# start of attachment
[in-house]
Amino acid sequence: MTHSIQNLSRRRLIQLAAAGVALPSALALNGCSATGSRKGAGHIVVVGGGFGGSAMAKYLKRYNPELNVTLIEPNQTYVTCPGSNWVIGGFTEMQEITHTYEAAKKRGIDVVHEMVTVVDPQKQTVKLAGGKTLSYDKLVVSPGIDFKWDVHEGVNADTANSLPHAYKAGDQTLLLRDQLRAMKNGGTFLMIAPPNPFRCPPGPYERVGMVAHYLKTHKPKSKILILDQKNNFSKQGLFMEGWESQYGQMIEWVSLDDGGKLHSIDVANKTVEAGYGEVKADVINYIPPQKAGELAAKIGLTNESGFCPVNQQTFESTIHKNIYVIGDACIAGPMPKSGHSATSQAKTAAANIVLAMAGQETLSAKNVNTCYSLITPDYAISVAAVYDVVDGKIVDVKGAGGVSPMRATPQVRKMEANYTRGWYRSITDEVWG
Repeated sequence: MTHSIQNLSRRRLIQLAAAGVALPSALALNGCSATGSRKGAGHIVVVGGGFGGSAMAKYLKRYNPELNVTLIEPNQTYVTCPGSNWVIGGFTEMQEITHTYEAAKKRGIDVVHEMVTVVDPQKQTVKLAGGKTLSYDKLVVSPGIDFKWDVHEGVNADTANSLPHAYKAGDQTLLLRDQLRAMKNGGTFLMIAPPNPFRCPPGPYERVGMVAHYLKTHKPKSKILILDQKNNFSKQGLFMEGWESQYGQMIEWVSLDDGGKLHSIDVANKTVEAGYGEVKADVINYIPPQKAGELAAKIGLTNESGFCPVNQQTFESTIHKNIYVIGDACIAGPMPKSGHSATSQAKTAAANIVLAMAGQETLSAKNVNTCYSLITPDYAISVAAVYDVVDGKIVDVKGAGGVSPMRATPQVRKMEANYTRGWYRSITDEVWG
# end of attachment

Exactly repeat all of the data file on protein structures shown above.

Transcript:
[in-house]
Amino acid sequence: MTHSIQNLSRRRLIQLAAAGVALPSALALNGCSATGSRKGAGHIVVVGGGFGGSAMAKYLKRYNPELNVTLIEPNQTYVTCPGSNWVIGGFTEMQEITHTYEAAKKRGIDVVHEMVTVVDPQKQTVKLAGGKTLSYDKLVVSPGIDFKWDVHEGVNADTANSLPHAYKAGDQTLLLRDQLRAMKNGGTFLMIAPPNPFRCPPGPYERVGMVAHYLKTHKPKSKILILDQKNNFSKQGLFMEGWESQYGQMIEWVSLDDGGKLHSIDVANKTVEAGYGEVKADVINYIPPQKAGELAAKIGLTNESGFCPVNQQTFESTIHKNIYVIGDACIAGPMPKSGHSATSQAKTAAANIVLAMAGQETLSAKNVNTCYSLITPDYAISVAAVYDVVDGKIVDVKGAGGVSPMRATPQVRKMEANYTRGWYRSITDEVWG
Repeated sequence: MTHSIQNLSRRRLIQLAAAGVALPSALALNGCSATGSRKGAGHIVVVGGGFGGSAMAKYLKRYNPELNVTLIEPNQTYVTCPGSNWVIGGFTEMQEITHTYEAAKKRGIDVVHEMVTVVDPQKQTVKLAGGKTLSYDKLVVSPGIDFKWDVHEGVNADTANSLPHAYKAGDQTLLLRDQLRAMKNGGTFLMIAPPNPFRCPPGPYERVGMVAHYLKTHKPKSKILILDQKNNFSKQGLFMEGWESQYGQMIEWVSLDDGGKLHSIDVANKTVEAGYGEVKADVINYIPPQKAGELAAKIGLTNESGFCPVNQQTFESTIHKNIYVIGDACIAGPMPKSGHSATSQAKTAAANIVLAMAGQETLSAKNVNTCYSLITPDYAISVAAVYDVVDGKIVDVKGAGGVSPMRATPQVRKMEANYTRGWYRSITDEVWG